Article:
61. Nevertheless, after considering all the facts taken in their totality, this Hearing Panel determines that Petitioner was not denied a free appropriate public education by Respondent, as a matter of law. The record before this Hearing Panel is devoid of sufficient evidence that Petitioner, as of November 29, 1999, exhibited symptoms or characteristics that would have triggered a special education evaluation as determined by appropriate screening review procedures.
62. Petitioner is not entitled to compensatory services for the time period during which he claims he was denied a free appropriate public education.
The Hearing Panel determines that, as of November 29, 1999, Student’s academic failures were caused by Student’s failure to complete classroom assignments and turn in homework assignments, Student’s failure to complete exams, Student’s “clowning around” and Student’s misconduct in class. Such behavior, however, did not qualify Student for a special education evaluation. Therefore, despite Respondent’s failure to provide adequate special education services under the IDEA and the Missouri Plan, such services were never required for this particular student. Accordingly, Petitioner’s request for compensatory education is denied.
This is a unanimous decision of the hearing panel, entered this _____ day of March, 2000, and mailed to counsel for each party by certified mail, return receipt requested, this same day.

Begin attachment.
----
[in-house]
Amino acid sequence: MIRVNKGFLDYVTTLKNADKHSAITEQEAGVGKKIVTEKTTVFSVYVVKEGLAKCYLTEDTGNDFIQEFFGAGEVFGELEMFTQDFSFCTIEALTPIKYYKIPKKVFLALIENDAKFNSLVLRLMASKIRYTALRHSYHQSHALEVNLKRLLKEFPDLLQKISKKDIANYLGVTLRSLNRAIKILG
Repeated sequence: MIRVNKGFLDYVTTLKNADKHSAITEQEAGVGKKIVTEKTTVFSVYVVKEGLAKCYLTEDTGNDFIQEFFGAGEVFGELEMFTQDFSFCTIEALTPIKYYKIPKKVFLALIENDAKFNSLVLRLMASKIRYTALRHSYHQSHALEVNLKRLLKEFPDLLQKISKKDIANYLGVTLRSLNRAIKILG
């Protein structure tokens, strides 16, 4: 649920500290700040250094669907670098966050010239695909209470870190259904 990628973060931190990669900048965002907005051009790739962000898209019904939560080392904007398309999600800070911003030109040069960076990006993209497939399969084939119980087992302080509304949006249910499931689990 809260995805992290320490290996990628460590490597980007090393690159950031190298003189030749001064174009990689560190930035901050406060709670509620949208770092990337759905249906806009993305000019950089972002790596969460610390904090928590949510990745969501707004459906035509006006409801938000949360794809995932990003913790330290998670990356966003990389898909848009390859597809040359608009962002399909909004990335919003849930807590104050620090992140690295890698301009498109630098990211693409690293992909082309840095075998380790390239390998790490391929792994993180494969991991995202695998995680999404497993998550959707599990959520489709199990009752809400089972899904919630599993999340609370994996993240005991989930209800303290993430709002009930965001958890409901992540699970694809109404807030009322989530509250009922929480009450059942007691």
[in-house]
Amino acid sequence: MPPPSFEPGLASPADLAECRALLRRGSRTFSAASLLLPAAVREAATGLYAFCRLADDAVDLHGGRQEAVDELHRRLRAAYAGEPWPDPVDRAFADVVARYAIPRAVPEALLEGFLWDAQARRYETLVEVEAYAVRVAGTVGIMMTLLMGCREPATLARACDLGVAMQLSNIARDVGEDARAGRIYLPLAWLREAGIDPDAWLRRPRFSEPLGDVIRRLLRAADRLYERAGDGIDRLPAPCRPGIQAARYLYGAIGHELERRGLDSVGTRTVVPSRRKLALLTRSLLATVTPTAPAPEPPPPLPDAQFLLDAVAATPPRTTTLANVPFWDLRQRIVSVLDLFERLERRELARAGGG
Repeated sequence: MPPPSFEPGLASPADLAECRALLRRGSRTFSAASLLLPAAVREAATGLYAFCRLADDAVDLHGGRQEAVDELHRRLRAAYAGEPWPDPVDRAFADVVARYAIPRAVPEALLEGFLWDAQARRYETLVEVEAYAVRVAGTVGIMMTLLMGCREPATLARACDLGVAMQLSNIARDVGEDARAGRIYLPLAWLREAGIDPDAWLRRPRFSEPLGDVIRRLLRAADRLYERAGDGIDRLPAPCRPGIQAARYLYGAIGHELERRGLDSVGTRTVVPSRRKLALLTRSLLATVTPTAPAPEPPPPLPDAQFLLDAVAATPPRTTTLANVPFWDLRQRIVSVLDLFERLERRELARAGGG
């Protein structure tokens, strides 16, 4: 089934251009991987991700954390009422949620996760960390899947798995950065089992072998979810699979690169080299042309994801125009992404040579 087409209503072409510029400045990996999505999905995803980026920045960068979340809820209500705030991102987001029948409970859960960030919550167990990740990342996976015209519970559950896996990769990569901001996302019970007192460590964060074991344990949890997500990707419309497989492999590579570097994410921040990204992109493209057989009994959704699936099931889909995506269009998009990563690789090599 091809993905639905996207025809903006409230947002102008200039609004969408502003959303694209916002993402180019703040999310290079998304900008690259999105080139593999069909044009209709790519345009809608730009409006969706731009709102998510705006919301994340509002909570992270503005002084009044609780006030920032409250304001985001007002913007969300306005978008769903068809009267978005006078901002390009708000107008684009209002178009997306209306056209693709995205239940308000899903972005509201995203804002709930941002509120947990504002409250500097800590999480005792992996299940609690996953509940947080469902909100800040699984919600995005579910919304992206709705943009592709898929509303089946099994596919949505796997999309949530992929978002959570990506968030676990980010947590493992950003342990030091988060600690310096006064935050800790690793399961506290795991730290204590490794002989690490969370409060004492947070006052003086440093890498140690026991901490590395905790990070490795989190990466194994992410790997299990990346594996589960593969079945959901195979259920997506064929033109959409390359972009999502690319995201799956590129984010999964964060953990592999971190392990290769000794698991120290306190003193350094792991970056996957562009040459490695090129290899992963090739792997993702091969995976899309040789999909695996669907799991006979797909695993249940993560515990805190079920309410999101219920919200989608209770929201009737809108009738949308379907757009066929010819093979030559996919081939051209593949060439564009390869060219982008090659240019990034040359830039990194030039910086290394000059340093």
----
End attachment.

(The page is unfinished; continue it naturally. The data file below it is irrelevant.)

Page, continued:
Robert K. Angstead, Chairman
Diane Golden, Panel Member
Terry Allee, Panel Member
Notice of Right to Appeal
The law provides that any party aggrieved by this decision may appeal to a court of proper jurisdiction. An aggrieved party may file an appeal in state court by utilizing a “Petition for Judicial Review,” pursuant to Chapter 536 of the Revised Statues of Missouri. That petition must be filed in a court of proper venue (the county wherein the aggrieved party resides, or Cole County) within 30 days after mailing or delivery of the decision. An aggrieved party may also file an appeal in federal court by filing a complaint in a district court of the United States, without regard to the amount in controversy.
Ms. Doris Johnson, social studies teacher, was not called. The Panel took notice, however, of Ms. Johnson’s classroom records. (Tr.-239, ll. 11-240:2; Exhibit R-23 at pp. 47-67.)